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'I hope it doesn't take some awful accident for us to wake up to the fact sport is getting more rough'

Shane Ross said he is concerned about dangerous behaviour taking place in sports.

SPORTS MINISTER SHANE Ross has said society needs to “face up” to the fact that sport is getting more rough and people are getting hurt.

In a wide-ranging interview with TheJournal.ie, Ross said some things are happening on sports fields that are “completely unacceptable”.

In the first six months of this year, 72 children were admitted to Temple Street Children’s Hospital suffering from head injuries as a result of sports, the Irish Independent reported earlier this month.

Such numbers have resulted in Professor Alf Nicholson, a consultant paediatrician with Temple Street, stating that it is time to examine how children’s sports are organised to lower the risk of head injuries.

When asked if he is concerned about the dangers of concussion and contact sports, Ross said:

“I think we have to face up to it… Sometimes you see things on the sporting field which are completely unacceptable, even in rugby, where people are doing things which are dangerous.

“I think it is something we have to be fairly vigilant about. The line between competition and abuse is sometimes difficult to draw.”

Rio Olympics 2016 Minister for Transport, Sport and Tourism, Shane Ross. Source: PA Archive/PA Images

Sport becoming more physical 

The minister, who attended Ireland’s first game in the Women’s Rugby World Cup in UCD this week (he said he will attending all games), said that he is concerned about the level of injuries emerging from amateur and professional sports.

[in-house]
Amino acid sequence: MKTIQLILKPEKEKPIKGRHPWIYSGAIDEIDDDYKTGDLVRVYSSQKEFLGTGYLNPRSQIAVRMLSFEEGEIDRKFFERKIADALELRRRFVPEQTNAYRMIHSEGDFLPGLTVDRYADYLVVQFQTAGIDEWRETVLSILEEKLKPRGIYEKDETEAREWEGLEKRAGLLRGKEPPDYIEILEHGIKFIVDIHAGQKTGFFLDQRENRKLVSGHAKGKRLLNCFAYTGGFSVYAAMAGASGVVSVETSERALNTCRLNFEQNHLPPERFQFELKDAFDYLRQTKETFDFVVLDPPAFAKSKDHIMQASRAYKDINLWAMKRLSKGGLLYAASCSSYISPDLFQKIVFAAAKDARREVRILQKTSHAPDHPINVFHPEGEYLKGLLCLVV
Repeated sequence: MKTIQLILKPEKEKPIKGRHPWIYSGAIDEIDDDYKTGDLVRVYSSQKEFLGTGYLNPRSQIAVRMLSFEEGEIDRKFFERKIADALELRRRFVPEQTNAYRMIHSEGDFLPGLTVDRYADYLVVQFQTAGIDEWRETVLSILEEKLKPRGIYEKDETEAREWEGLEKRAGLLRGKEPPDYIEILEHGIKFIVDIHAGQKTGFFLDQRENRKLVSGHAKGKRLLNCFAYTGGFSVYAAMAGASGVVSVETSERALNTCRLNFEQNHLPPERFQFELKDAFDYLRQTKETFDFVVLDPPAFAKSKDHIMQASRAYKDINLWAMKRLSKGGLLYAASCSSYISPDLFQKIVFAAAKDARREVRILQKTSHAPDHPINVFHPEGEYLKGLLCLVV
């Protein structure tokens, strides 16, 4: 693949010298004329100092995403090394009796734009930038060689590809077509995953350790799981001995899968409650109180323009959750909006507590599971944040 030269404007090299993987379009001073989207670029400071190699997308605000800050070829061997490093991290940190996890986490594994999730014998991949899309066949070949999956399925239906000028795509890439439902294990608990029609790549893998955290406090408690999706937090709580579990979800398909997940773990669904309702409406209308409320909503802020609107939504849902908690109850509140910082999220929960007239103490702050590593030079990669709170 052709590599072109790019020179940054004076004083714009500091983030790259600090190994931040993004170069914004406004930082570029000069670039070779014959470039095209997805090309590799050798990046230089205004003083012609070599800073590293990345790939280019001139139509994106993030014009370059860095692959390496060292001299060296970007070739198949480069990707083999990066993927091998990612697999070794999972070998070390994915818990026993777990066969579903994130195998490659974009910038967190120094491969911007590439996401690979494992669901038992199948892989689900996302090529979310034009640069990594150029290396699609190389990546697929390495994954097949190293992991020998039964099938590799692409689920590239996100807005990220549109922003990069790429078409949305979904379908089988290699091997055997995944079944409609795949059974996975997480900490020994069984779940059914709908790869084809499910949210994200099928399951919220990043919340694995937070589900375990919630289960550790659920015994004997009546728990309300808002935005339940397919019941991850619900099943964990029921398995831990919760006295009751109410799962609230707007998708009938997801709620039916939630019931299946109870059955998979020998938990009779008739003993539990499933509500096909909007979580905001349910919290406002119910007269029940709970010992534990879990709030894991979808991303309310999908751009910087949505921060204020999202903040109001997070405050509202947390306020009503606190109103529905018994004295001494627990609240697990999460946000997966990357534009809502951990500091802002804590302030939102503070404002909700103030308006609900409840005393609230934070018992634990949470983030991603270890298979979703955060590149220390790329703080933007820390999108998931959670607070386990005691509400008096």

Sport has become more physical, rugby has become more physical certainly, which is a pity, but I think we should vigilant about it and I hope it doesn’t take some awful accident for us to wake up to the fact the sport is getting rougher.

Consultant Neurologist at St James’s Hospital, Dr Colin Doherty, told a recent conference on concussion and brain injury at Trinity College that awareness of concussion and its immediate and delayed effects is growing amongst not only medical, educational and sporting organisations, but also the general public.

“There is an urgent need to have a coherent set of national guidelines for recognition and management of mild traumatic brain injury that can reach across organisational boundaries and underpin a proper evidence based approach to treatment,” he said.

Reuters 20170610 File Photo: Players reaching for the ball in a rugby game. Source: Reuters/PA Images

Concussion guidance memo 

The Department of Sport confirmed to TheJournal.ie that a concussion guidance document, which will be used by schools, clubs and sports governing bodies, is currently being drafted by government.

Three government departments are involved in drafting the memo - the Department of Transport, Tourism and Sport, the Department of Health and the Department of Education and Skills.

A statement to TheJournal.ie from the Department of Sport said the issue of concussion and head injuries in sport “is a serious one, as the health and safety of players participating in sport is of paramount importance”.

The document currently being developed is for the general public, as well schools, clubs and the national governing bodies of sport, such as the IRFU.

However, the department said it is important to note that governing bodies have responsibility for setting and implementing appropriate safety standards within their sport.

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